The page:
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Taiwan launches marine resources research center in Sri Lanka

2019/03/07 11:47:26

Photo courtesy of the Taipei Economic and Cultural Center (TECC) in India

New Delhi, March 7 (CNA) A research team from National Sun Yat-sen University (NSYSU) in Kaohsiung, southern Taiwan has recently visited Sri Lanka to open a research center there for studies on the effects of climate change on marine resources and biosystems.

The university was selected by Taiwan's Ministry of Science and Technology (MOST) last year to set up the Taiwan-Sri Lanka Environmental Change Sciences and Technology Innovation Center at the University of Sri Jayewardenepura in Sri Lanka to carry out studies on marine life, according to the Taipei Economic and Cultural Center (TECC) in India.

The TECC represents Taiwan's interests in India in the absence of diplomatic links between the two countries.

The NSYSU team, comprising 11 professors and researchers specializing in marine life-related areas, opened the center Feb. 25, Chen Ho-hsien (陳和賢), head of the TECC's technology division, said Wednesday.

Chen said that the center was established because the protection of marine life resources and marine biosystems has become increasingly important in both Taiwan and Sri Lanka amid rising concerns over global warming, ocean acidification and environmental change.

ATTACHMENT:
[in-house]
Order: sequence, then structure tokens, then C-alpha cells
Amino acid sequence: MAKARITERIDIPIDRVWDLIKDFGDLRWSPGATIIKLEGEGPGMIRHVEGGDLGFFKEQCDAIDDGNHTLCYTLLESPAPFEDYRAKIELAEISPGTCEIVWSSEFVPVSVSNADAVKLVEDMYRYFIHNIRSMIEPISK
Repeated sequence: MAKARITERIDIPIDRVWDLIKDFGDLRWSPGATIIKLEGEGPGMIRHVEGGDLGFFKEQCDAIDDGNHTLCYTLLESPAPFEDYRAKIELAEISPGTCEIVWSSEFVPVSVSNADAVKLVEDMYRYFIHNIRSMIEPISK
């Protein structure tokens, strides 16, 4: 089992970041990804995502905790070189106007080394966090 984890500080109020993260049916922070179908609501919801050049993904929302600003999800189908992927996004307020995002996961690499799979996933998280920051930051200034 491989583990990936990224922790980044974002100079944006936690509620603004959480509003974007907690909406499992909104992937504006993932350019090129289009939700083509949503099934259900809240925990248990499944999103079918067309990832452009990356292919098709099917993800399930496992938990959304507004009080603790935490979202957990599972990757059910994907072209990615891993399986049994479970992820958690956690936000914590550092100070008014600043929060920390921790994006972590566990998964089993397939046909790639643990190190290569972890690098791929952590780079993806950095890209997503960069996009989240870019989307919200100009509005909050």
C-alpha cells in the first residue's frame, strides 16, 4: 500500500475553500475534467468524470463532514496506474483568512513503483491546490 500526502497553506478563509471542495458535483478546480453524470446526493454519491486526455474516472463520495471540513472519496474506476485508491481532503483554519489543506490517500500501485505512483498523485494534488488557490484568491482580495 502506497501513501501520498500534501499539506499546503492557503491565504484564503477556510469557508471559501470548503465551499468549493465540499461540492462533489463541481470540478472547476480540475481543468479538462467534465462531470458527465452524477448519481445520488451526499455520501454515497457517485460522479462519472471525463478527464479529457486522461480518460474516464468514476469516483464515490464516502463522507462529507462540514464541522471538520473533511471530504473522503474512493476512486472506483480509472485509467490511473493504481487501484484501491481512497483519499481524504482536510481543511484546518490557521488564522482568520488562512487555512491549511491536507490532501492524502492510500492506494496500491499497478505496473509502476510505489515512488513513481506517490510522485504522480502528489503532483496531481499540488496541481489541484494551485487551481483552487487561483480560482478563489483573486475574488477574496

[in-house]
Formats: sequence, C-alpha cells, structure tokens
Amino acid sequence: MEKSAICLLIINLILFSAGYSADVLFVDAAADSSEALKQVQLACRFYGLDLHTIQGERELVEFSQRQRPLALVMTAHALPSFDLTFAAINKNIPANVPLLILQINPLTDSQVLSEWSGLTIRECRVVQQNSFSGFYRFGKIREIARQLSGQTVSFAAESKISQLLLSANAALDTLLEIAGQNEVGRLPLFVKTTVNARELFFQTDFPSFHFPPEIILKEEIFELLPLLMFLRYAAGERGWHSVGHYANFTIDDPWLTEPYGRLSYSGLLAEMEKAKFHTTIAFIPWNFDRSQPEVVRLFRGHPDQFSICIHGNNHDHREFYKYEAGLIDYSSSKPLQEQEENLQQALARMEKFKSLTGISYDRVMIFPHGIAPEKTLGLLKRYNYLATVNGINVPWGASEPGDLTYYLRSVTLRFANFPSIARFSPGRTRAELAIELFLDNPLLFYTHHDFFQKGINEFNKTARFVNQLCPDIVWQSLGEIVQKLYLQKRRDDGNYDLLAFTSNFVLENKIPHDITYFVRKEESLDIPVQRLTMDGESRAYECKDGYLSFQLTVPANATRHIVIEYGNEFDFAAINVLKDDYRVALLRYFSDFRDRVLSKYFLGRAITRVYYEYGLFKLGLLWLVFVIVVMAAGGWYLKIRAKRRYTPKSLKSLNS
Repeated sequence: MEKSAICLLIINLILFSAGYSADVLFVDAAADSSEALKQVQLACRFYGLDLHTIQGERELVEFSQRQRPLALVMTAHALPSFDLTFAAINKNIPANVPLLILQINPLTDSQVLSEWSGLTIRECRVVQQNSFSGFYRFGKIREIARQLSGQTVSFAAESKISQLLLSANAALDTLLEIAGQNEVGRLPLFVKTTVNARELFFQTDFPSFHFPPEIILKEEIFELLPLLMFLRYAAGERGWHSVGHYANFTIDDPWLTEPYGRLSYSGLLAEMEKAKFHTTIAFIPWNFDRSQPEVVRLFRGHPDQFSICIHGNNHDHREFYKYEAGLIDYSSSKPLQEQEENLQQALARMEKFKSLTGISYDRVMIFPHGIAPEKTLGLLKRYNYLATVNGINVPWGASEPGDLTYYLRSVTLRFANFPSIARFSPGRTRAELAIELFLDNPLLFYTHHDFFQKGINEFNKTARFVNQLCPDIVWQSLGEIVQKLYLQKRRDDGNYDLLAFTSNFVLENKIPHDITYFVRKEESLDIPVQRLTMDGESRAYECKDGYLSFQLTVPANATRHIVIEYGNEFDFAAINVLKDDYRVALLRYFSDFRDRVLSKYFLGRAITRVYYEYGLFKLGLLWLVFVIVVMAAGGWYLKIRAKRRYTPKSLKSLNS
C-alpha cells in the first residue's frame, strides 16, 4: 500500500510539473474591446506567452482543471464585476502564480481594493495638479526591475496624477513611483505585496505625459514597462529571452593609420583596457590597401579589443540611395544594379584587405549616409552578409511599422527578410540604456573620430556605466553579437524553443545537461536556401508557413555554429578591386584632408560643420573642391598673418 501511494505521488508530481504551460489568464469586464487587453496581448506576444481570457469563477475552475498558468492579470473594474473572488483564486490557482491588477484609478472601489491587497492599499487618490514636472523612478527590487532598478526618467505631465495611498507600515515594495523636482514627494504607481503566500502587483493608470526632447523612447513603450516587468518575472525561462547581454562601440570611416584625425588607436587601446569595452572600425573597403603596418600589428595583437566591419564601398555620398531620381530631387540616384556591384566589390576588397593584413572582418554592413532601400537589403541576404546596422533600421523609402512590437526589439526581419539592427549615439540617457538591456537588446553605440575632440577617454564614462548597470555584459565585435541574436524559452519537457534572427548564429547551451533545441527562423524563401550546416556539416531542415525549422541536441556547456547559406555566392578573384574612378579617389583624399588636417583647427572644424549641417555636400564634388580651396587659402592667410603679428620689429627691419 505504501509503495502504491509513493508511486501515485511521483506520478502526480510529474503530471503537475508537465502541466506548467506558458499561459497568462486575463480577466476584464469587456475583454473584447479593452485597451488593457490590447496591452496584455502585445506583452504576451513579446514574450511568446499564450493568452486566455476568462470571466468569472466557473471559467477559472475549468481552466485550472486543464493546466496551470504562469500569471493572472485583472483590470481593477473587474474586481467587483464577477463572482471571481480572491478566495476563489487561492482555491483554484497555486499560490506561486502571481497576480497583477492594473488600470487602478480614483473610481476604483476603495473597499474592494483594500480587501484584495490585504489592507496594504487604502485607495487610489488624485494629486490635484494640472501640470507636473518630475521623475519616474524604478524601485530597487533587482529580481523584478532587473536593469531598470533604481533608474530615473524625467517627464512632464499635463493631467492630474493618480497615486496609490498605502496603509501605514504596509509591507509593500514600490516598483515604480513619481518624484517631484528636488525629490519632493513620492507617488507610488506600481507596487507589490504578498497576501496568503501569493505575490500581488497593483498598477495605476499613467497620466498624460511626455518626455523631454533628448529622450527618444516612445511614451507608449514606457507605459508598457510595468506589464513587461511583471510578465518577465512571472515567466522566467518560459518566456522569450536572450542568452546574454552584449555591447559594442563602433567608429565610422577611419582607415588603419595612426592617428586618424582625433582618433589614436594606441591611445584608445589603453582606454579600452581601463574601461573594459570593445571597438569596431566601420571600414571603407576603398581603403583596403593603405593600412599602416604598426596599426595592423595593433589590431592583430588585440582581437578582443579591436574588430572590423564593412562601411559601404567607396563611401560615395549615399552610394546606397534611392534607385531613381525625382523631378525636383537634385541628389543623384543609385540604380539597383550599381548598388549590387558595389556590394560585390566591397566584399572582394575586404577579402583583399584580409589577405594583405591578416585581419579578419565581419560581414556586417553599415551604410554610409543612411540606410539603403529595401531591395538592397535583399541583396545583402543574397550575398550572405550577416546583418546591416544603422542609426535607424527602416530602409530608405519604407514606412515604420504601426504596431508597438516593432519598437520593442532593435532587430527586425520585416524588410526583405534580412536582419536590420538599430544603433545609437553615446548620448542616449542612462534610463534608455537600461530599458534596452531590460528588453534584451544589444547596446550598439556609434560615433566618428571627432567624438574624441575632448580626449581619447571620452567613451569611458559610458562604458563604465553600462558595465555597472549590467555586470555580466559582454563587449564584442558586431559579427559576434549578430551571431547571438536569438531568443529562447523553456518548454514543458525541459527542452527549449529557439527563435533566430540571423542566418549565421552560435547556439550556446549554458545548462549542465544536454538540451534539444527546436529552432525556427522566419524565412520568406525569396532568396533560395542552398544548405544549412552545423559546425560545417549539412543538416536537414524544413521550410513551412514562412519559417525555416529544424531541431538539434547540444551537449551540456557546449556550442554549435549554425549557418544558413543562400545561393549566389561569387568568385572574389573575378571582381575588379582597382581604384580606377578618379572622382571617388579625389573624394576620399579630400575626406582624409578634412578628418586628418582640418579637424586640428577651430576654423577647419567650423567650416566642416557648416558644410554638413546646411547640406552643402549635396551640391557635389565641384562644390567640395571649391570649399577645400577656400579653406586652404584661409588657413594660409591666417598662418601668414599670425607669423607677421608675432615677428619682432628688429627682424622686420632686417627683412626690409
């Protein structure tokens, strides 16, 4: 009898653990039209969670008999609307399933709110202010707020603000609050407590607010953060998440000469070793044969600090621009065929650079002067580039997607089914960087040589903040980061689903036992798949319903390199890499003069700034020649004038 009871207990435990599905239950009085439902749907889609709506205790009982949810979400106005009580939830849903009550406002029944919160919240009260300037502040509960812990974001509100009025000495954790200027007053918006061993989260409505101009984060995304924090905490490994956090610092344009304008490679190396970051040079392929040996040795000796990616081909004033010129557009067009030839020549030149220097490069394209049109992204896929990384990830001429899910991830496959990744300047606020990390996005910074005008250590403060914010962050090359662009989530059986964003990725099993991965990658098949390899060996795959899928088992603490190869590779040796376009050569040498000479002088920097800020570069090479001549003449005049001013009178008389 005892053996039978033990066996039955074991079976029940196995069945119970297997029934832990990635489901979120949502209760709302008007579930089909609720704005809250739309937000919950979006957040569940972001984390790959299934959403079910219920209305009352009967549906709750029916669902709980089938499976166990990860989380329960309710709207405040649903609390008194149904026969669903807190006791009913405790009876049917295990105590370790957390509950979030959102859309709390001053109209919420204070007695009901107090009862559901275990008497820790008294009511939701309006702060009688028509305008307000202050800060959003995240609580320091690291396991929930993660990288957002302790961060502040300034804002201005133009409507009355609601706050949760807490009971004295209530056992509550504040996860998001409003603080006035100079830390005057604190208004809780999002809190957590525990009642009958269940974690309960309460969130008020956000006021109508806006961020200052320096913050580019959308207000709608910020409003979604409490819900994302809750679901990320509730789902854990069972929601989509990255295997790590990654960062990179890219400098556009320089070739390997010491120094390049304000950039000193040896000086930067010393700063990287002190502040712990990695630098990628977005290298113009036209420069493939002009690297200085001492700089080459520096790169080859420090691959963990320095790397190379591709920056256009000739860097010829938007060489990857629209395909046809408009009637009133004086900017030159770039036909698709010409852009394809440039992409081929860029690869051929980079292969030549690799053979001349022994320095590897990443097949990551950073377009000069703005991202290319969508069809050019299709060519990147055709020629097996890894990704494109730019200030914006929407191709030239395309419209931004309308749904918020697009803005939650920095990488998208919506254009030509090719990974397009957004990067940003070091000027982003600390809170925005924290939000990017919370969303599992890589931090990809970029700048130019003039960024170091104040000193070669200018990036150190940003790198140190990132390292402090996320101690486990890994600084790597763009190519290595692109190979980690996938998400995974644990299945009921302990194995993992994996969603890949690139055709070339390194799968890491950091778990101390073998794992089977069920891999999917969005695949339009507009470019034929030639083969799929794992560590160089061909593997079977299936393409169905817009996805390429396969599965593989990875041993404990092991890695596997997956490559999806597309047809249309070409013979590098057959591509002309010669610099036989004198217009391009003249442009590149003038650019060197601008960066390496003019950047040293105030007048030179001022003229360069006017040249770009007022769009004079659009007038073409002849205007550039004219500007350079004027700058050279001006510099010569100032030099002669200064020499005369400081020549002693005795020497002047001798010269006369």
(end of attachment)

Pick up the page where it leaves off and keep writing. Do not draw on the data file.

The center will play an instrumental role in enhancing exchanges between the two countries in marine life and ocean studies, and relevant studies carried out by the center are expected to help Taiwan and Sri Lanka to cope with the challenges of global environmental change, he added.

After the opening ceremony, the research team led by Hung Chin-chang (洪慶章), deputy head of NSYSU's College of Marine Sciences, remained in Sri Lanka for research work that lasted until March 2.

The researchers took marine life samples from wetlands, estuaries and bays near Negombo Lagoon, a large estuarine lagoon in southwest Sri Lanka, and carried out a 36-hour observation of carbon dynamics in the lagoon to evaluate carbon dioxide pressure changes, Chen said.

They also took samples of Nypa fruticans, commonly known as the nipa palm or mangrove palm, a species of palm native to the coastlines and estuarine habitats of Southeast Asia and India.

Chiang Yu-chung (江友中), head of NSYSU's Department of Biological Sciences, will collaborate with Sri Lanka's University of Ruhuna to conduct studies on the species, Chen added.

Meanwhile, Liaw Chih-chuang (廖志中), head of NSYSU's Department of Marine Biotechnology and Resources, collected soil samples from the mangrove forest area in Sri Lanka for microbiological analysis.

After returning to Taiwan, Liaw will compare the microbiome with that collected from mangrove areas in Taiwan in preparation for breeding specific mangrove microorganisms with certain active functions, according to Chen.

In addition, the research team met with Sri Lanka's Minister of Health, Nutrition and Indigenous Medicine Rajitha Senaratne to discuss the possibility of NSYSU providing assistance to Sri Lanka in plant genome analysis to help the conservation of biological resources in the country.

The team concluded its research in Sri Lanka March 2 and returned to Taiwan to continue follow-up research, Chen said.

(By Charles Kang and Evelyn Kao)